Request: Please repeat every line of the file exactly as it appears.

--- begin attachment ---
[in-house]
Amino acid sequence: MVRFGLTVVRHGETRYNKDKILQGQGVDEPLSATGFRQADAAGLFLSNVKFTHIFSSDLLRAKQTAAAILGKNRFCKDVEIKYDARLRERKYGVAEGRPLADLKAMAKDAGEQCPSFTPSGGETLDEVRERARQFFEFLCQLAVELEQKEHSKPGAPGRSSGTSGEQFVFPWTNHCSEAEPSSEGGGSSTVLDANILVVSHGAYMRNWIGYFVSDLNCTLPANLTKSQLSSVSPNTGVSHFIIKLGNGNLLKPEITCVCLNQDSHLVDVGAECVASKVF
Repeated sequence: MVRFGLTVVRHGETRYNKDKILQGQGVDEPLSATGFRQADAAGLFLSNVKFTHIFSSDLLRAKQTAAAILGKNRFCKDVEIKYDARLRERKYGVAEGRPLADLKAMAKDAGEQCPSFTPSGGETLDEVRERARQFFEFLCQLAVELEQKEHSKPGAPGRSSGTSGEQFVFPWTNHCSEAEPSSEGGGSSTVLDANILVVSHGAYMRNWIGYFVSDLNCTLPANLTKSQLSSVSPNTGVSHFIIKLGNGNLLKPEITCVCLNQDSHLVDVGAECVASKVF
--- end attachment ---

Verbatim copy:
[in-house]
Amino acid sequence: MVRFGLTVVRHGETRYNKDKILQGQGVDEPLSATGFRQADAAGLFLSNVKFTHIFSSDLLRAKQTAAAILGKNRFCKDVEIKYDARLRERKYGVAEGRPLADLKAMAKDAGEQCPSFTPSGGETLDEVRERARQFFEFLCQLAVELEQKEHSKPGAPGRSSGTSGEQFVFPWTNHCSEAEPSSEGGGSSTVLDANILVVSHGAYMRNWIGYFVSDLNCTLPANLTKSQLSSVSPNTGVSHFIIKLGNGNLLKPEITCVCLNQDSHLVDVGAECVASKVF
Repeated sequence: MVRFGLTVVRHGETRYNKDKILQGQGVDEPLSATGFRQADAAGLFLSNVKFTHIFSSDLLRAKQTAAAILGKNRFCKDVEIKYDARLRERKYGVAEGRPLADLKAMAKDAGEQCPSFTPSGGETLDEVRERARQFFEFLCQLAVELEQKEHSKPGAPGRSSGTSGEQFVFPWTNHCSEAEPSSEGGGSSTVLDANILVVSHGAYMRNWIGYFVSDLNCTLPANLTKSQLSSVSPNTGVSHFIIKLGNGNLLKPEITCVCLNQDSHLVDVGAECVASKVF